Still on the poor publishing quality, Adewale-Gabriel disclosed that this was not peculiar to only Nigeria-based writers. There were also many diaspora-based writers, whose packaging knocked them out of the reckoning.
On the poor quality of editing, she recalled seeing books with long prefaces. “It was so bad that some books had different fonts. The editorial process is very important when it comes to putting the book together. The creativity may be strong, but it has to be helped by good editing and publishing. The talent cannot shine if it is not supported by high-quality editing and publishing.”
The Obafemi Awolowo University M.A. Lit. degree holder, who described poetry as “a friend,” had been penning down verses since she was 13 years old. “For me, poetry has always been about heart and soul. It is the ability to provide a vehicle to convey meaning and emotion in a very concise form. A single poem can convey the same meaning as a 500-page novel.”
Among Adewale-Gabriel’s seminal works as an award-winning poet and short fiction writer are Naked Testimonies, 1995; Breaking the Silence, 1996; Inkwells, 1997; Die Aromaforscherin, 1998; Flackernde Kerzen, 1999; 25 New Nigerian Poets, 2000; Aci Cikolata, Gunizi Yayincilik, 2003; and Nigerian Women Short Stories, 2005. For her, things to look out for in a good poem are imagery, metaphors, things that make the reader see the world in a different light, and lines that never leave the reader’s consciousness, among other things.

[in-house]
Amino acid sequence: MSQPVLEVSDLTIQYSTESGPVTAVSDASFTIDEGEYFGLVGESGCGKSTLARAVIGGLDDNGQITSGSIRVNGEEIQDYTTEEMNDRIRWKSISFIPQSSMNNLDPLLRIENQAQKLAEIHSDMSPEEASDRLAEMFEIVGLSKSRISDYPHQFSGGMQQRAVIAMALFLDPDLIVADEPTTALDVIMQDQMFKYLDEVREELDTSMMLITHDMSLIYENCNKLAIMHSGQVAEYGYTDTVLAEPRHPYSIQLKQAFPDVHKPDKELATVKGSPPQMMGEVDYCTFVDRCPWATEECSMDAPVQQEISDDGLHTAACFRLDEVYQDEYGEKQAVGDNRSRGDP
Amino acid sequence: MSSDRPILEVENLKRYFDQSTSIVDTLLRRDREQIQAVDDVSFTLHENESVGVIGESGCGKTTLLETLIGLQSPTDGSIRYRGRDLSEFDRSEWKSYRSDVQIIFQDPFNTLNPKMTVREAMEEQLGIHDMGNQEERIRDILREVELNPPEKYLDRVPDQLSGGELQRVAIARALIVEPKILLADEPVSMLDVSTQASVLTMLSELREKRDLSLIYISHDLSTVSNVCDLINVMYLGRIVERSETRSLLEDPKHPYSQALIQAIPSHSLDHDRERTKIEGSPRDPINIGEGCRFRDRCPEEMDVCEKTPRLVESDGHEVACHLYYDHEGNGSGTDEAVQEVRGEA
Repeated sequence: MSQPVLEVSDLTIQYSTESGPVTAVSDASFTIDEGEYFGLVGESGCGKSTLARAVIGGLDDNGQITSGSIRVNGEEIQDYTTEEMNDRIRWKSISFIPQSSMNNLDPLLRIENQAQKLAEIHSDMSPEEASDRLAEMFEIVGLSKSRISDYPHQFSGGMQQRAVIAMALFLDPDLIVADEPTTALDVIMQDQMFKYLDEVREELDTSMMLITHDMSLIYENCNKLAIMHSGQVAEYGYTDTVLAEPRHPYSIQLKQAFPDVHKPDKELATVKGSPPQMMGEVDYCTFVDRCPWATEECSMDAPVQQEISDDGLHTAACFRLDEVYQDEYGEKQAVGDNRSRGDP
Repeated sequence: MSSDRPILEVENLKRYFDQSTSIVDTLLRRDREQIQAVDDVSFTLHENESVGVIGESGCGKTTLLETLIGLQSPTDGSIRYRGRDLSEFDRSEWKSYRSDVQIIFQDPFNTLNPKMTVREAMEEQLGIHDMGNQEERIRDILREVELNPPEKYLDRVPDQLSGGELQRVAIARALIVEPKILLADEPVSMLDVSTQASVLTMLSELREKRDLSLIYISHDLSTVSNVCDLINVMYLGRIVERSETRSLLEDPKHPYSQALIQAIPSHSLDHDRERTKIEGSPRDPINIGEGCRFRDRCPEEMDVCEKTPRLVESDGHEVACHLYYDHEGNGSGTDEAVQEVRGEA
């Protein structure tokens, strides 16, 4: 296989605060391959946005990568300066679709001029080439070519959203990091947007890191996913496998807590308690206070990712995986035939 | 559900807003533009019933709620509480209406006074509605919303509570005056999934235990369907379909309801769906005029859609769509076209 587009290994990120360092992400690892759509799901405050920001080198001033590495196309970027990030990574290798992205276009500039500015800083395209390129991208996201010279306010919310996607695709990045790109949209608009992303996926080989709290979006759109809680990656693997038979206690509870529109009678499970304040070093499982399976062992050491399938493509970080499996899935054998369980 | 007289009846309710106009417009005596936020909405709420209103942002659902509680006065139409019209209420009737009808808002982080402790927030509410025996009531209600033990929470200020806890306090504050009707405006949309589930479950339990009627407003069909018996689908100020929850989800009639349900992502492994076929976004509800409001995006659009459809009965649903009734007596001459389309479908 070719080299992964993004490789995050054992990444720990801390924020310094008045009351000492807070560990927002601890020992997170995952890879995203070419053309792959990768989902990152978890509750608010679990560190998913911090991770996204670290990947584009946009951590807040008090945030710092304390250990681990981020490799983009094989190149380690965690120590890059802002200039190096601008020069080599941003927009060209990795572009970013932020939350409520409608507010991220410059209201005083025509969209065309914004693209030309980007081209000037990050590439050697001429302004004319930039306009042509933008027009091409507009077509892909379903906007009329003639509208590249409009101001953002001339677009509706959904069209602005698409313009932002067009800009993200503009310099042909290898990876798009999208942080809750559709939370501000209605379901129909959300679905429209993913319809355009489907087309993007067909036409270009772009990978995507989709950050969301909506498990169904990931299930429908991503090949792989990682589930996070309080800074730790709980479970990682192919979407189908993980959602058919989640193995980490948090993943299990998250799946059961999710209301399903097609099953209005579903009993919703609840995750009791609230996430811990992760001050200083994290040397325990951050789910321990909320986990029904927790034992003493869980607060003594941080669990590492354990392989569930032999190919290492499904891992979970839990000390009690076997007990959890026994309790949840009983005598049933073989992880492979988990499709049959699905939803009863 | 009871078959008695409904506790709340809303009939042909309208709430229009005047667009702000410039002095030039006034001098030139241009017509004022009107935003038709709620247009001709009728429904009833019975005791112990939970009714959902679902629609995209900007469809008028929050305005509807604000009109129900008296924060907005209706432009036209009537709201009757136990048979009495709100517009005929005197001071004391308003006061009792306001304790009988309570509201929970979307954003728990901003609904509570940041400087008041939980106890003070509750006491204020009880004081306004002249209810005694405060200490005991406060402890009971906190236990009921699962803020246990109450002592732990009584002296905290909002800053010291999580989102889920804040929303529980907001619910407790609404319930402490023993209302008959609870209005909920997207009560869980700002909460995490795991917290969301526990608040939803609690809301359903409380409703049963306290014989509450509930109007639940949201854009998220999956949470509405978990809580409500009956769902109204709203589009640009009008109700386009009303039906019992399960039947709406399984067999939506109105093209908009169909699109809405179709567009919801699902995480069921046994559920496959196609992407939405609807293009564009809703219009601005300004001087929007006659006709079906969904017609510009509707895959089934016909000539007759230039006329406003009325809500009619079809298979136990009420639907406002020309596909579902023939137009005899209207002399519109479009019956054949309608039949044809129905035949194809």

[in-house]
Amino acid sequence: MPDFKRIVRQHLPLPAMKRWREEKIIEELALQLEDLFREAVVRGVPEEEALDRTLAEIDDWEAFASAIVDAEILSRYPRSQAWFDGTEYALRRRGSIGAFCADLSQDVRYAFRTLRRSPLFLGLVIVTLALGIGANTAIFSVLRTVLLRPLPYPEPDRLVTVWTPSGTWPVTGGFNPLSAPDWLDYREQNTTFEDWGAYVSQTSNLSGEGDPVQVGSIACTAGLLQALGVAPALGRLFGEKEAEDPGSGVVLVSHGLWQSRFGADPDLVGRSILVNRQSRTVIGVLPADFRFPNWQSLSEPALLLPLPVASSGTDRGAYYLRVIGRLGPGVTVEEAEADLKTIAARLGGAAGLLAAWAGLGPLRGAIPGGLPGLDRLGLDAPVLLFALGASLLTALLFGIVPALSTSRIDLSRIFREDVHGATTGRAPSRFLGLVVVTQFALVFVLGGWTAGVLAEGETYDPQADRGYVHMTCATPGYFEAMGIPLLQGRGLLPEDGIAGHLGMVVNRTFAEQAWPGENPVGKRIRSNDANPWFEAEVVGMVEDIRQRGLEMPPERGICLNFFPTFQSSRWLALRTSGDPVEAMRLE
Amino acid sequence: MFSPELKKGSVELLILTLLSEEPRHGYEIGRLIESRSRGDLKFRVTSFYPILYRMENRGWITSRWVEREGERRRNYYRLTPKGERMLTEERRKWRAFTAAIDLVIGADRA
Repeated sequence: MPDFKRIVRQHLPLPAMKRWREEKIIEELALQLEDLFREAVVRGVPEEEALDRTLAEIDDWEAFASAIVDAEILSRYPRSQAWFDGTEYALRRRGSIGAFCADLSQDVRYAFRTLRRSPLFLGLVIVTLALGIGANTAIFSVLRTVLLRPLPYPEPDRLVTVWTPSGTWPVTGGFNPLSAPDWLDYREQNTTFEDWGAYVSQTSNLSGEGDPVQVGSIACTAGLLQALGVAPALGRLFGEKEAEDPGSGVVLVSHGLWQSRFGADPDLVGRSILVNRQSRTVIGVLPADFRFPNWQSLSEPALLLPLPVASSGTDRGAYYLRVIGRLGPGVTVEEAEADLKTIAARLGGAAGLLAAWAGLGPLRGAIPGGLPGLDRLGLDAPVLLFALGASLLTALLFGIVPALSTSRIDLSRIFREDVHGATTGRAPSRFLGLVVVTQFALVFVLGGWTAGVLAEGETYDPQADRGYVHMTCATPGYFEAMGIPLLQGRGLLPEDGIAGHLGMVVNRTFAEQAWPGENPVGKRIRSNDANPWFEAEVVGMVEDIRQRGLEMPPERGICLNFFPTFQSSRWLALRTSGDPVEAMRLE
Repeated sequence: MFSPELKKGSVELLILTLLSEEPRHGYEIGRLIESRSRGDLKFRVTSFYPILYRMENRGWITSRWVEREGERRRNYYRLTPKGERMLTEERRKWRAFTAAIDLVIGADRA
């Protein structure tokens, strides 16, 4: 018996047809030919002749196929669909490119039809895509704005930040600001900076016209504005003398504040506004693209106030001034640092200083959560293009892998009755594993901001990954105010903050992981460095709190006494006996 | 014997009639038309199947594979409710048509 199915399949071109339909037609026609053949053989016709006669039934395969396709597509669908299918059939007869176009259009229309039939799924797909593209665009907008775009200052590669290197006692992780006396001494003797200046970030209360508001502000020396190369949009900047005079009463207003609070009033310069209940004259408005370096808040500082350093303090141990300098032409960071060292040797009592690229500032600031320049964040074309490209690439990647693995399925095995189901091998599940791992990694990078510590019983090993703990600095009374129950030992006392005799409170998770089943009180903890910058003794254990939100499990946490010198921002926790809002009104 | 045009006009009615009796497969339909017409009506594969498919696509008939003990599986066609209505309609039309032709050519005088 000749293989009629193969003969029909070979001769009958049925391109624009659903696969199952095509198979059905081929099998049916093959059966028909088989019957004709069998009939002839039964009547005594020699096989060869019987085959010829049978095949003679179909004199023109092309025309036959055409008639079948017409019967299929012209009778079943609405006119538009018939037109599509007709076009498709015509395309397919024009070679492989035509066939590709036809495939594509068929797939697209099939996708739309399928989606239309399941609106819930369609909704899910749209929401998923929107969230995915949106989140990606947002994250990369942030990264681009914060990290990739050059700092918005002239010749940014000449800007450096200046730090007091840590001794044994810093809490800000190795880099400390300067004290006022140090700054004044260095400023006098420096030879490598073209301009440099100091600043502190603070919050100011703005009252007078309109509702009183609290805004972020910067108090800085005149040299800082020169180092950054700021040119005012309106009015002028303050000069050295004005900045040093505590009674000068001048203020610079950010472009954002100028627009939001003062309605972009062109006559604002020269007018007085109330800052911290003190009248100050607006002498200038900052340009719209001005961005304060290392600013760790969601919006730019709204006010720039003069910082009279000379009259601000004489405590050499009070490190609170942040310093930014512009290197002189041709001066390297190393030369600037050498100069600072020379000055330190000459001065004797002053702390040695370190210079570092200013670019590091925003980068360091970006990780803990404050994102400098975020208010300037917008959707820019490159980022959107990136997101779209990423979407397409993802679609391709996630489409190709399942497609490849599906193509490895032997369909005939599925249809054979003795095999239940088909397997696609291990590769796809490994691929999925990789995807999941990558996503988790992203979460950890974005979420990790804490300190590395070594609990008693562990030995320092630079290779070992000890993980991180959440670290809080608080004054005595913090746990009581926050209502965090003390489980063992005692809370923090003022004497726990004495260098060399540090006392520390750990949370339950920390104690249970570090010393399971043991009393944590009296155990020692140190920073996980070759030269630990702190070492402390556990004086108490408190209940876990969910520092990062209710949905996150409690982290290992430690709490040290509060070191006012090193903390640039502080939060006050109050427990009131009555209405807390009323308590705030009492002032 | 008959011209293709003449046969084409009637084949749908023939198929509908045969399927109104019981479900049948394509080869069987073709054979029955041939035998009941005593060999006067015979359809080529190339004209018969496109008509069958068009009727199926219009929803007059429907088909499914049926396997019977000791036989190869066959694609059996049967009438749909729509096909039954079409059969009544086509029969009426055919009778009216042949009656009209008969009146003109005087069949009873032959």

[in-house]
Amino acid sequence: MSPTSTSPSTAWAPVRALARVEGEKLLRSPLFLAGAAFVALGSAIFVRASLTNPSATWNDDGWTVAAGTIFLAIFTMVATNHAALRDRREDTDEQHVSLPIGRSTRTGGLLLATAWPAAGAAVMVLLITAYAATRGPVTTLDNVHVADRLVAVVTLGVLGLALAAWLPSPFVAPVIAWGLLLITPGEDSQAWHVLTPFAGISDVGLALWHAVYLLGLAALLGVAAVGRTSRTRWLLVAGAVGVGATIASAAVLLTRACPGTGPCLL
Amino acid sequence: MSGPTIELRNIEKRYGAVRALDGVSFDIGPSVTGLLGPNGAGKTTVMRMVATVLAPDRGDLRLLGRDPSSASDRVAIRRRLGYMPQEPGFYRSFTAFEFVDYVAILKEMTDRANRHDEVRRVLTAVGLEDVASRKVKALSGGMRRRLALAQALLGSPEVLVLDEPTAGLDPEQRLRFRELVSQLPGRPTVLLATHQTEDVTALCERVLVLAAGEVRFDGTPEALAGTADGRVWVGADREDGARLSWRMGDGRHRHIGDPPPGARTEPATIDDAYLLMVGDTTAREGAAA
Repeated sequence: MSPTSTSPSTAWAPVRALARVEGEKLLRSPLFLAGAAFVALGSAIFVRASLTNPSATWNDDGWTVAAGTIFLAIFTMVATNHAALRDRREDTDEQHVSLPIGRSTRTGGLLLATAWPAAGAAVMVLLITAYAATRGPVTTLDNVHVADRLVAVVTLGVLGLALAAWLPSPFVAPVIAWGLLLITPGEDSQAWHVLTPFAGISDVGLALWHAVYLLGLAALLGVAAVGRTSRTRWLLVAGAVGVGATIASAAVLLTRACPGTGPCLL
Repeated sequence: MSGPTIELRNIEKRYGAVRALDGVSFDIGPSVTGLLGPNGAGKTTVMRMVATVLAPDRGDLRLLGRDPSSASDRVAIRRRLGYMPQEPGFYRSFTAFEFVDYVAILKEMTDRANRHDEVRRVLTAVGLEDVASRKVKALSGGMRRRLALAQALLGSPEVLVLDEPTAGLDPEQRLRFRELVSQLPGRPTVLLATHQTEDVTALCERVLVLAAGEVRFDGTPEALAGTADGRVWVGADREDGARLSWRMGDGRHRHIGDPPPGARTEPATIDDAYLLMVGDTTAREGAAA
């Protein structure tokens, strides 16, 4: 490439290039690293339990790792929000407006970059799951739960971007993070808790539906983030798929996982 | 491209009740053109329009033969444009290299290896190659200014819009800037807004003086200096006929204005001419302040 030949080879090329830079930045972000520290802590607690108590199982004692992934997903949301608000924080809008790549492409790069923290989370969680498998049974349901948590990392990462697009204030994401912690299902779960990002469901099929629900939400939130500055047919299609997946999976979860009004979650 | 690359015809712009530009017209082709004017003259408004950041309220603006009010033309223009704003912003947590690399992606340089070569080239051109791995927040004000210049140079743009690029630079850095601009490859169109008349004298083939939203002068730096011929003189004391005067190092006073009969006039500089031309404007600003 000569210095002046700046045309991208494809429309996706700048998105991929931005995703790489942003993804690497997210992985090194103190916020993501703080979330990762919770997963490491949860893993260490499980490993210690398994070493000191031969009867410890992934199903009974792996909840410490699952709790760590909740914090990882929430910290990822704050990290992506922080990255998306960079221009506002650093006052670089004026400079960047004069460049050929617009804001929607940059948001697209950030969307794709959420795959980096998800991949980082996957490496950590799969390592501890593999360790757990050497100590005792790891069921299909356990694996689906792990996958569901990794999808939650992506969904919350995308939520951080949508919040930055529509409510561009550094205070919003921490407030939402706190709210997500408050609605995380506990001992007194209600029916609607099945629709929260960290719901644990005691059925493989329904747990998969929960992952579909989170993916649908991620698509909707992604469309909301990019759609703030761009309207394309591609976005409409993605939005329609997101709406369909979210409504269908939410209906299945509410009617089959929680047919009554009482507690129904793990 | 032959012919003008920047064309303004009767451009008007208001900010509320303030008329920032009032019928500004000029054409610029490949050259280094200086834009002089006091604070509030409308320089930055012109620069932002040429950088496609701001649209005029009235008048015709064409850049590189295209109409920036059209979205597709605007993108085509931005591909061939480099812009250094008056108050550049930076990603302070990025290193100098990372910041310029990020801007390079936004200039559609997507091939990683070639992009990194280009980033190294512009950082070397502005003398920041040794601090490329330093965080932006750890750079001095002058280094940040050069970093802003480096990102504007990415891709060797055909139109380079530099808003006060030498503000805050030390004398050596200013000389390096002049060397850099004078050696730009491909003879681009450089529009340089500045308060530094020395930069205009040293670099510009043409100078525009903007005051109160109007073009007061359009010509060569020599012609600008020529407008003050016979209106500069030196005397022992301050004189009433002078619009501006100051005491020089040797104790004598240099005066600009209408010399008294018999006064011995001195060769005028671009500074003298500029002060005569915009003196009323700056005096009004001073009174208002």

The 2022 Nigeria Literature Prize-winning entry, Nomad, was deemed the most technically accomplished for rendering the topical subject of migration in a language laced with lyrical figurations. According to the announcement, “the 67 poems in the collection were held together by a travel motif, marshalled in each poem with equal intensity, and linked to the African past, including the Middle Passage, and the African future.”
Three times since the inception of the literary prize, for three non-consecutive years, the panel of judges was unable to reach a conclusion on a winner, which resulted in the prize not being awarded in 2004, 2009, and 2015.
Back to Adewale-Gabriel: Her advice for poets and aspiring poets was to read a lot. “You don’t have any excuse. Poems can be found on the internet.”